A Deadly Education by Naomi Novik
“A Deadly Education” is set at Scholomance, a school for the magically gifted where failure means certain death (for real) — until one girl, El, begins to unlock its many secrets.
There are no teachers, no holidays, and no friendships, save strategic ones. Survival is more important than any letter grade, for the school won’t allow its students to leave until they graduate… or die! The rules are deceptively simple: Don’t walk the halls alone. And beware of the monsters who lurk everywhere.
El is uniquely prepared for the school’s dangers. She may be without allies, but she possesses a dark power strong enough to level mountains and wipe out millions. It would be easy enough for El to defeat the monsters that prowl the school. The problem? Her powerful dark magic might also kill all the other students.
I have to say that going into this book I was nervous. So far I’ve never read a Naomi Novik book I didn’t love, but the plot to this one didn’t seem like it would normally be my cup of tea. So I was worried this would finally be the book of hers that let me down. But I ended up enjoying it a lot more than I expected to!
I’m 100% here for the new trend of dark fantasy with a great sense of humor. This book reminded me a lot of Gideon the Ninth in that the subject matter, the magic, and the location are all very dark, but the writing style was sarcastic and upbeat. The result was delightful and … fun. I laughed, I turned pages, and I ended with a giant “What?!”
Novik is an expert world builder, as well she should be, because at this point she’s got plenty of experience. While some might find her world building slow or boring or complain about too much exposition, I have always loved that she takes the time to explain the nitty gritty details. The more pervasive trend in SF/F right now is to just kind of throw you in as if you live in the world and don’t need it explained to you, and then expecting you to pick things up as you go. And while I enjoy reading books written this way, I often find myself wishing for some explanations. I love when a fantasy book is written in a way that you understand how the magic system works.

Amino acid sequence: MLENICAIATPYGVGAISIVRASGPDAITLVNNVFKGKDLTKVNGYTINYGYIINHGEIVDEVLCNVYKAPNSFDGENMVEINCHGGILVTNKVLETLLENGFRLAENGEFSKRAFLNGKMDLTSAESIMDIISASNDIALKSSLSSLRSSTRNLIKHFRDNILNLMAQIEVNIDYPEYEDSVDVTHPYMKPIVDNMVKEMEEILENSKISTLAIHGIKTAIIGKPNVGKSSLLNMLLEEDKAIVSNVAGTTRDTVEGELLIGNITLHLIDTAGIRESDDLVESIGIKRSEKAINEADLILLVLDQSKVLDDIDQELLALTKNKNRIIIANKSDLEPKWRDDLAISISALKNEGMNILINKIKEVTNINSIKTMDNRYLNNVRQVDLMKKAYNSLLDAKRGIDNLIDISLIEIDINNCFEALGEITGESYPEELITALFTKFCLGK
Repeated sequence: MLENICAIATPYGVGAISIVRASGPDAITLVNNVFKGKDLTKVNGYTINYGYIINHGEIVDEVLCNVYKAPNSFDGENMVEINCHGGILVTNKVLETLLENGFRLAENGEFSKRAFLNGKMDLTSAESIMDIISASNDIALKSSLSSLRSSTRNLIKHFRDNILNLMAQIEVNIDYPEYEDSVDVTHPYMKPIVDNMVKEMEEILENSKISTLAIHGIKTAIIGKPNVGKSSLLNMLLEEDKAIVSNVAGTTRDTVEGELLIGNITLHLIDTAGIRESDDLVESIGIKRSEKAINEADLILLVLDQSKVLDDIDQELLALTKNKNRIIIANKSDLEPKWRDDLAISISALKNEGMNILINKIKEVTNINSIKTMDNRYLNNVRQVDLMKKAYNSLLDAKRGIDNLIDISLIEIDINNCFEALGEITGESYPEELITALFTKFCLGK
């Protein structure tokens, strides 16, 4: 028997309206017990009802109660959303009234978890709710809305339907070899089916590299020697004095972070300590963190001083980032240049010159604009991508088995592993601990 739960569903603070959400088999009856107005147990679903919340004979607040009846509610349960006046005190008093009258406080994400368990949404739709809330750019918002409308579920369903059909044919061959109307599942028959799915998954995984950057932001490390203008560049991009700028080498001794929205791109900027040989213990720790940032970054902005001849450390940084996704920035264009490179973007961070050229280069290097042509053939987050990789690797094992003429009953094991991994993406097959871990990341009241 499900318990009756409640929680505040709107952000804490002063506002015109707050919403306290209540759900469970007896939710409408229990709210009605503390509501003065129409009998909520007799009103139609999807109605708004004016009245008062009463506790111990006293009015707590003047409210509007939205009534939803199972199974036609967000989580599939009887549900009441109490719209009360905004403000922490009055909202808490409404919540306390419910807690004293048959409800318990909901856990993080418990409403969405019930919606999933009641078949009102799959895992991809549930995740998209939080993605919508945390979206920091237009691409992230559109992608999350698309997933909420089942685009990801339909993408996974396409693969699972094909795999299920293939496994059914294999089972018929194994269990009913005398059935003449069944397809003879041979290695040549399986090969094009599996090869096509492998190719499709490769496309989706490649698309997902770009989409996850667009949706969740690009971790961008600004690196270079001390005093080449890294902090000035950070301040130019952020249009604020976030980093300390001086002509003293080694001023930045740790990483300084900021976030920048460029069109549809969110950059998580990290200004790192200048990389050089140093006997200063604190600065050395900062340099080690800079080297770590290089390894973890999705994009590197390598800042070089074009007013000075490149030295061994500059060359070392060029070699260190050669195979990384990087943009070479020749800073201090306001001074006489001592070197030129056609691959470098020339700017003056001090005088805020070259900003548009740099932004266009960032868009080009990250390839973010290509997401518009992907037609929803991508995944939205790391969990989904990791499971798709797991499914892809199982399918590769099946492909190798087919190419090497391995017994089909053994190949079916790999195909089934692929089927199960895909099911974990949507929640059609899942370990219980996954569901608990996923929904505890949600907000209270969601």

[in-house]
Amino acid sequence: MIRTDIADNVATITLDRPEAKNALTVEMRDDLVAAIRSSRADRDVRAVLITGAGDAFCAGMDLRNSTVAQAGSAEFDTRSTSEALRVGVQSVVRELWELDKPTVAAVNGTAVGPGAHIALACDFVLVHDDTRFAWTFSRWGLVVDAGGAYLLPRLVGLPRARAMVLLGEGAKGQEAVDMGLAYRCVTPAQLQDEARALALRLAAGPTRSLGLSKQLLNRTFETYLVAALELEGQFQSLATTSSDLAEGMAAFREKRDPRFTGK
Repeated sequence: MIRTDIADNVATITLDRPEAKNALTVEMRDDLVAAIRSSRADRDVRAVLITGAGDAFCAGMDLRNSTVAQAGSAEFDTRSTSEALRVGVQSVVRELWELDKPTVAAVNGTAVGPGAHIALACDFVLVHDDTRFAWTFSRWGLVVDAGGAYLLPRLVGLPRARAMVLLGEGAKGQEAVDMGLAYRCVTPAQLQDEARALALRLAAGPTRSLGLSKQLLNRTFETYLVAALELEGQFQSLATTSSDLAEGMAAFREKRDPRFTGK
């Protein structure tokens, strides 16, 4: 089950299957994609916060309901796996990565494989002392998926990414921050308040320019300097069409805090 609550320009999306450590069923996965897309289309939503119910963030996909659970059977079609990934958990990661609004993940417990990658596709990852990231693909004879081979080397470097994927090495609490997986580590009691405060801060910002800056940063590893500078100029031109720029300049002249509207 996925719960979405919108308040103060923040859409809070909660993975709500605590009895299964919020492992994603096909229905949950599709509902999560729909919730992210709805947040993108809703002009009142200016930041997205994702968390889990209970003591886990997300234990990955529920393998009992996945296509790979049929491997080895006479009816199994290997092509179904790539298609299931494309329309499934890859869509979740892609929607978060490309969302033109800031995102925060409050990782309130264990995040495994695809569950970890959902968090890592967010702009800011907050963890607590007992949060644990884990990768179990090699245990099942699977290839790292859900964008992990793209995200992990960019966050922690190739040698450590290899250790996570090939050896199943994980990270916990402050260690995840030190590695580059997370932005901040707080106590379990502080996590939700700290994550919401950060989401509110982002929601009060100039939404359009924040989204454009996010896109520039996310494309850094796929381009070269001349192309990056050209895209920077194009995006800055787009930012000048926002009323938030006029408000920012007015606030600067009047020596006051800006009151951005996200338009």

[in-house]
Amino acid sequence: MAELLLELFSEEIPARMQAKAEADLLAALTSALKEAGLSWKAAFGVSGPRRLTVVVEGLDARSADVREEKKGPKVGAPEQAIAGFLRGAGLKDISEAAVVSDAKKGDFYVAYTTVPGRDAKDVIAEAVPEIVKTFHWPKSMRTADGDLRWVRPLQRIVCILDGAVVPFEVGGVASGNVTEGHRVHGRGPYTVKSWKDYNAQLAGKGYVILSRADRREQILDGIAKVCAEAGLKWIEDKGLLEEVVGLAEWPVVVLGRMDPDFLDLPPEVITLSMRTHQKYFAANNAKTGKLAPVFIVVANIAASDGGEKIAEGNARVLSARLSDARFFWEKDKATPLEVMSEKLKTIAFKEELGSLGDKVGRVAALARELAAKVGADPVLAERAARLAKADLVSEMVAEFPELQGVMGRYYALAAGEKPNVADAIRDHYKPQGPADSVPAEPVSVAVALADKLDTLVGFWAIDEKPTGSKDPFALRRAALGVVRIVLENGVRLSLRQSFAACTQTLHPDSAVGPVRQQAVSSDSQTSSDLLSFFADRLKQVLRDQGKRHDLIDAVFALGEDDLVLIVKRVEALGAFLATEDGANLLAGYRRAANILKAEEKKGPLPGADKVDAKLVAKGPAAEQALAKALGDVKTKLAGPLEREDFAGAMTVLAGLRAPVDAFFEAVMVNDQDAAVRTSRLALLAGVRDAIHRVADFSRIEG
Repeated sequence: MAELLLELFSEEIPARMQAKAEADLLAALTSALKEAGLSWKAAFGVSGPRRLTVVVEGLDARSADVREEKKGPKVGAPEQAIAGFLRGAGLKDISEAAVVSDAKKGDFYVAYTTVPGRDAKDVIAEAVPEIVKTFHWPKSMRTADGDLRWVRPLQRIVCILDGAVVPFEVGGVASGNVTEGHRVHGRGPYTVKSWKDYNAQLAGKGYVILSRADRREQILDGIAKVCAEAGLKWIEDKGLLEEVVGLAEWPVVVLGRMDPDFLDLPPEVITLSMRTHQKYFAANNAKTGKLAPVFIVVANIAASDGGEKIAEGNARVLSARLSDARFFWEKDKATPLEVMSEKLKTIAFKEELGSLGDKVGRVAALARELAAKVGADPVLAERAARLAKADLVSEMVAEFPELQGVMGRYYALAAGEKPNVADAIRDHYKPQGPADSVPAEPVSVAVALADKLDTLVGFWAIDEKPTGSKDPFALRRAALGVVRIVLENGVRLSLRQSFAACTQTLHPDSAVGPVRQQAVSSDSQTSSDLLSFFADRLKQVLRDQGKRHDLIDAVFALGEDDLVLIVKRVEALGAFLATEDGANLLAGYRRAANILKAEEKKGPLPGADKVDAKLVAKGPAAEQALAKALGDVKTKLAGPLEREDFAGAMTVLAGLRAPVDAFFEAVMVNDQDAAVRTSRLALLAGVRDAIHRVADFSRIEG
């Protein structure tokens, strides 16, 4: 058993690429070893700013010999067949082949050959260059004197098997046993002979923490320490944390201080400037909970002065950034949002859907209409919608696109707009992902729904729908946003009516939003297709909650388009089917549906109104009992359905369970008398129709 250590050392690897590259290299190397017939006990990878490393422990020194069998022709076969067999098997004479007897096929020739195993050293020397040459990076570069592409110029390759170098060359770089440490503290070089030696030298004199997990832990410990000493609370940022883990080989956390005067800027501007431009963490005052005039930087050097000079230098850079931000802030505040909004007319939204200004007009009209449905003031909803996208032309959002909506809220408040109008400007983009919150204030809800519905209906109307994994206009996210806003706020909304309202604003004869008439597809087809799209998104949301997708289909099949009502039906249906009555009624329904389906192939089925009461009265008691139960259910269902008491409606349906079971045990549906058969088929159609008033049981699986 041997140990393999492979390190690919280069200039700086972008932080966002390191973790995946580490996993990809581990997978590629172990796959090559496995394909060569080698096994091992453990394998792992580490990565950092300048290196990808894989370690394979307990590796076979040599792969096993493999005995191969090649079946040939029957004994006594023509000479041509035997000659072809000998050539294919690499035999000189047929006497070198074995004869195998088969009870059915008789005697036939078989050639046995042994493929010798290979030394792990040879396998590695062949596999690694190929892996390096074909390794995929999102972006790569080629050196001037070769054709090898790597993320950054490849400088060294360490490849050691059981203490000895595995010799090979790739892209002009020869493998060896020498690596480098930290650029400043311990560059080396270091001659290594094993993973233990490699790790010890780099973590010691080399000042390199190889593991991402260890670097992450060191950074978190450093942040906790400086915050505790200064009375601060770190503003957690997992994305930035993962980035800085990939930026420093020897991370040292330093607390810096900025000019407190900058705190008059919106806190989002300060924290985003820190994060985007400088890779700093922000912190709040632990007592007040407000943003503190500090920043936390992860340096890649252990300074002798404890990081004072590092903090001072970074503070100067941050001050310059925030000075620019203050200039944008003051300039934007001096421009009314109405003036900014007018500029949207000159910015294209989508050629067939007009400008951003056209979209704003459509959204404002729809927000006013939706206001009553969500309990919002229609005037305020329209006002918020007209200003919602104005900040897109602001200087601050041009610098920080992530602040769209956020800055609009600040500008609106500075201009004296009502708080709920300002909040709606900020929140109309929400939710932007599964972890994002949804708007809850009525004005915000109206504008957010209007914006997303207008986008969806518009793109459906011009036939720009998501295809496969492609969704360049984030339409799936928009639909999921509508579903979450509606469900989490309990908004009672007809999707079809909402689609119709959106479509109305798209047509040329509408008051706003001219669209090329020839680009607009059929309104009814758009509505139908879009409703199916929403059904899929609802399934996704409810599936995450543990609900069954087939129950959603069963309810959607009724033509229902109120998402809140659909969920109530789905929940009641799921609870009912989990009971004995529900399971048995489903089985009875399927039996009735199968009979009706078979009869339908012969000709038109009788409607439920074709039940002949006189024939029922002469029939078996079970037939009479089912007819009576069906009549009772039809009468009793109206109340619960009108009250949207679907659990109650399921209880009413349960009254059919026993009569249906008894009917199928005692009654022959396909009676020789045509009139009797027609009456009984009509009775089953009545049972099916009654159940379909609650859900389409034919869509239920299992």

Apparently I’m also not tired of magic schools yet.
El was a hoot. She’s got a terrible outlook on the world and genuinely hates everyone, but for some reason this didn’t bother me? It was kind of refreshing to read a fantasy novel where the heroine has a dark side, but isn’t a full-on anti-hero. And the more you read, the more El’s pessimism and hate for other humans make sense. I’m not saying the rude way she treats other people is justified, but you can understand how she came to be so messed up. And at least she knows her cold, calculating way of looking at the world isn’t normal or healthy.
SF/F often addresses social issues and concerns, and A Deadly Education took a good long look at classism. The rich kids come in with every advantage, and use those advantages as leverage to get the poor to do their dirty work, even sacrifice their lives, for them. All of which assures that the rich stay rich and the poor continue to die. But it was really nice to see El forming relationships with those kids, and watching them realize that not everyone has what they have. Watching them start to recognize, even condemn those inequities. At the end, the tone is … HOPEFUL.
The plot moved along well enough, and I was completely invested in every twist and turn. The writing was immersive enough that I was able to connect to the whole thing, even the parts that were pretty dark or bizarre. I couldn’t put it down.
All-around fun, perfect for fans of Gideon the Ninth. I can’t wait to read more from this series!